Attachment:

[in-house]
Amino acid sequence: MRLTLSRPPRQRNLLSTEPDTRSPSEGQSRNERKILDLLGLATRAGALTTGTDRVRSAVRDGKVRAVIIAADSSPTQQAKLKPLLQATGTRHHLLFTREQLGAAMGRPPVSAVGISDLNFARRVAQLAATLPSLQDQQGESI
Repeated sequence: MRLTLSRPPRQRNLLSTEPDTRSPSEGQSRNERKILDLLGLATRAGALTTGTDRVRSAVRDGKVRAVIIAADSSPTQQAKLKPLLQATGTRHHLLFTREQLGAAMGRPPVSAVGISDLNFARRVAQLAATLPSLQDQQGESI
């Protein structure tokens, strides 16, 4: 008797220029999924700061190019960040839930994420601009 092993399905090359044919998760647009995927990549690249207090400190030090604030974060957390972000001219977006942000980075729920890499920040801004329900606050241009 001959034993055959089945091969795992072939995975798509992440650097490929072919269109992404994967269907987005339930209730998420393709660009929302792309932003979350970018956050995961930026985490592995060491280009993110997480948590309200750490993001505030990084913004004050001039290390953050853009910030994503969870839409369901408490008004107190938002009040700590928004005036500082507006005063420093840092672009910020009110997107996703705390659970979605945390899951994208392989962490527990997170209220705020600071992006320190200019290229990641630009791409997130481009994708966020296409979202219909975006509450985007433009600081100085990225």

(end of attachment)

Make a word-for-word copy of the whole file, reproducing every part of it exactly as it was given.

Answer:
[in-house]
Amino acid sequence: MRLTLSRPPRQRNLLSTEPDTRSPSEGQSRNERKILDLLGLATRAGALTTGTDRVRSAVRDGKVRAVIIAADSSPTQQAKLKPLLQATGTRHHLLFTREQLGAAMGRPPVSAVGISDLNFARRVAQLAATLPSLQDQQGESI
Repeated sequence: MRLTLSRPPRQRNLLSTEPDTRSPSEGQSRNERKILDLLGLATRAGALTTGTDRVRSAVRDGKVRAVIIAADSSPTQQAKLKPLLQATGTRHHLLFTREQLGAAMGRPPVSAVGISDLNFARRVAQLAATLPSLQDQQGESI
């Protein structure tokens, strides 16, 4: 008797220029999924700061190019960040839930994420601009 092993399905090359044919998760647009995927990549690249207090400190030090604030974060957390972000001219977006942000980075729920890499920040801004329900606050241009 001959034993055959089945091969795992072939995975798509992440650097490929072919269109992404994967269907987005339930209730998420393709660009929302792309932003979350970018956050995961930026985490592995060491280009993110997480948590309200750490993001505030990084913004004050001039290390953050853009910030994503969870839409369901408490008004107190938002009040700590928004005036500082507006005063420093840092672009910020009110997107996703705390659970979605945390899951994208392989962490527990997170209220705020600071992006320190200019290229990641630009791409997130481009994708966020296409979202219909975006509450985007433009600081100085990225």